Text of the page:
"No further contractual action will be required as the resale amount due to Boeing has already been considered in the firm subcontract price in Option II, providing all options are activated. Should Options I and II not be activated, the credit will be subject to re-negotiation."

Section 49.2 provides in relevant part:

"After receipt of a Notice of Termination and except as otherwise directed by Boeing, Contractor [Western] shall:

....

"(f) transfer title and deliver to Boeing or the Government, in the manner, at the time and to the extent, if any, directed by Boeing, (1) the fabricated or unfabricated parts, work in process, completed work, supplies and other material produced as a part of, or acquired in connection with the performance of, the work terminated by the Notice of Termination ...;

"(g) use his best efforts to sell, in the manner, at the times, to the extent and at the price or prices directed or authorized by Boeing, any property of the types referred to in (f) above; provided, however, that Contractor (1) shall not be required to extend credit to any purchaser, and (2) may acquire any such property under the conditions prescribed and at a price or prices approved by Boeing, and provided further that the proceeds of any such transfer or disposition shall be applied in reduction of any payments to be made by Boeing to Contractor under this contract or shall otherwise be credited to the price or cost of the work covered by this contract or paid in such other manner as Boeing may direct...."

Section 49.7 states:

"In arriving at the amount due Contractor [Western] under this clause there shall be deducted (a) all unliquidated advance or other payments on account theretofore made to Contractor, applicable to the terminated portion of this contract (b) any claim which Boeing may have against Contractor in connection with this contract and (c) the agreed price for, or the proceeds of sale of, any materials, supplies or other things kept by Contractor or sold, pursuant to the provisions of this clause, and not otherwise recovered by or credited to Boeing."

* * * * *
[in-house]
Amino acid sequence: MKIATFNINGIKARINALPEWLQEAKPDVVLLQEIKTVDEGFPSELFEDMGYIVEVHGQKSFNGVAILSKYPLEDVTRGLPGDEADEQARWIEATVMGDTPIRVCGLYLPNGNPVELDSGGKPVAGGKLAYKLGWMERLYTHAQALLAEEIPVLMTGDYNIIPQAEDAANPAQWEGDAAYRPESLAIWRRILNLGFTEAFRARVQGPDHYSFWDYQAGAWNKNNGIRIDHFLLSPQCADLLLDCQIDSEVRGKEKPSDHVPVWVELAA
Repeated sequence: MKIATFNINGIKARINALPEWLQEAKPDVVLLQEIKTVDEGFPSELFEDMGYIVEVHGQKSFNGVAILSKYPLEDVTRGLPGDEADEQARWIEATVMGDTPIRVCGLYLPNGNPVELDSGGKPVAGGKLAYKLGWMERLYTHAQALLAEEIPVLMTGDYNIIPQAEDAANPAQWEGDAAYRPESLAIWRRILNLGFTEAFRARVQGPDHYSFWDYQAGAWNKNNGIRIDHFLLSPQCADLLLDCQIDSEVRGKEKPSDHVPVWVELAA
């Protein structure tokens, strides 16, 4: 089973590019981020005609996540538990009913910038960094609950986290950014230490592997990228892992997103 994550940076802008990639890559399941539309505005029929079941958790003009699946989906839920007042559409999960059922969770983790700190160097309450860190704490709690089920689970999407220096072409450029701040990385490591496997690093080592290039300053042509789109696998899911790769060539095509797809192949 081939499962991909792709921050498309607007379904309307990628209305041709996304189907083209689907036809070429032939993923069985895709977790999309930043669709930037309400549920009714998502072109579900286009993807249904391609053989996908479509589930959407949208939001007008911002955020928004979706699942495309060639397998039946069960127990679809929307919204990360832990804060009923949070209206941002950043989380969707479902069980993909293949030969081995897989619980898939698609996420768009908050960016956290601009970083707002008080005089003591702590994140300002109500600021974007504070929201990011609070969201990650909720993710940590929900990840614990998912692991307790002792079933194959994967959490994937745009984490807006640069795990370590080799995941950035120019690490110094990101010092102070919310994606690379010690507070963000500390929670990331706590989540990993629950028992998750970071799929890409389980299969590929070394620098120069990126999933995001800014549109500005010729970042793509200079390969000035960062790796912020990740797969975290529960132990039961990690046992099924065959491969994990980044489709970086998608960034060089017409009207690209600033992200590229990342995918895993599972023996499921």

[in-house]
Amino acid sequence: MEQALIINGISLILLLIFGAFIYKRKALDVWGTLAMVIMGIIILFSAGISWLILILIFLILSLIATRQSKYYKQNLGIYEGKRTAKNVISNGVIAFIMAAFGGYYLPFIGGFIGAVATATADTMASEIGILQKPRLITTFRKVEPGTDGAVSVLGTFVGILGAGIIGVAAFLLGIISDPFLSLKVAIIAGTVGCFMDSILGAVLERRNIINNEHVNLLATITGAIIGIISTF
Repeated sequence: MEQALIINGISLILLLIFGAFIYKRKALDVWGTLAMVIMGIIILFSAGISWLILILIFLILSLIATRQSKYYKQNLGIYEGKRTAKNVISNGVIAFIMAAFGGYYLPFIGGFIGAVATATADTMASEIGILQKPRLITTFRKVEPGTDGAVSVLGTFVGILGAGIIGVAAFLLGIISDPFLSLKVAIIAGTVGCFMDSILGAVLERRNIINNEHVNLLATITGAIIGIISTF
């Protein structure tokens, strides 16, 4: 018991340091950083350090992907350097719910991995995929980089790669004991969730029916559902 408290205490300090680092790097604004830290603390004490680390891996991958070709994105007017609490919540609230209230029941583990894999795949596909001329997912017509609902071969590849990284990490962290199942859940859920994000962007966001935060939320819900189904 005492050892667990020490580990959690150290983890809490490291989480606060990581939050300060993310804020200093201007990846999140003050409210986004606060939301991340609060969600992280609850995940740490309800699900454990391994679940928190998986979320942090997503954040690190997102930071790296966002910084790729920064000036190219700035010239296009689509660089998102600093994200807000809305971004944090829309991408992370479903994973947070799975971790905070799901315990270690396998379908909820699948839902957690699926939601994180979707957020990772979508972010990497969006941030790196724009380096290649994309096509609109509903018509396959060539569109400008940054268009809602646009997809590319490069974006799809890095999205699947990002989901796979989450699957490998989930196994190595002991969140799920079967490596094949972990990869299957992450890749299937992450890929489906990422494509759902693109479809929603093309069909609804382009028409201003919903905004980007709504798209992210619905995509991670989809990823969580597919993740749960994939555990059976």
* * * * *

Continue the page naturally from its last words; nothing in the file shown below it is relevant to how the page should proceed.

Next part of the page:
The district court determined that only section 49 was applicable because it specifically addressed termination for convenience. The court then held that Boeing was entitled to a credit for the full amount of the value received by Western from its auction of certain Vehicles. The court also held that Western must reimburse Boeing for $38,700.00, which represents the stipulated value of additional Vehicles retained by Western after the termination.

While the parties agree that Boeing is entitled to a credit, we have previously identified the primary issue presented on appeal as concerning the valuation of that credit. The parties also raise claims concerning the award of statutory interest for some claims and the denial of interest for others. We first direct our attention to the credit valuation issue.

The credit valuation issue presents questions of law regarding contract interpretation that we review de novo. Key v. Liquid Energy Corp., 906 F.2d 500, 505 (10th Cir.). There are numerous canons of contract construction that guide our review. First, contract terms should be interpreted according to their plain and generally prevailing meaning. Millers Mutual Ins. Ass'n v. Iowa Nat'l Mutual Ins. Co., 618 F. Supp. 301 (D. Colo.) . In addition, a contract should be read in such a way as to give meaning to and harmonize every provision. Petition of First Interstate Bank of Denver, N.A., 767 P.2d 792 (Colo.App.). Most importantly, contract language should be construed against the party, in this case Boeing, who drafted it and selected the words that created the confusion or ambiguity. Green Shoe Mfg. Co. v. Farber, 712 P.2d 1014 (Colo.).

Boeing cites several decisions in its brief for the proposition that only the section 49 termination clause of the subcontract applies to this scenario because the MOA was terminated for convenience. However, none of these cases address the unique facts presented in this appeal, namely, that the Special Agreement specifically applies to the rights of the parties " [a]t the conclusion of the [MOA]." Western cites Salsbury Indus. v. United States, 905 F.2d 1518 (Fed. Cir.), in support of its contention that the " [i]nclusion of a termination for convenience clause in a contract does not, as a matter of law, write out' other provisions of the subcontract under which the terminating contractor is entitled to specific, post-termination sums." Appellant's brief at 16. While the holding of Salsbury neither supports nor detracts from Western's assertions, the reasoning of the court does indicate that, where applicable, all provisions of a contract should be examined upon termination even in the face of an express termination clause. We believe that this case presently before the court is the type of case in which the termination clause is not absolute but rather must be read in connection with other contract clauses and agreements.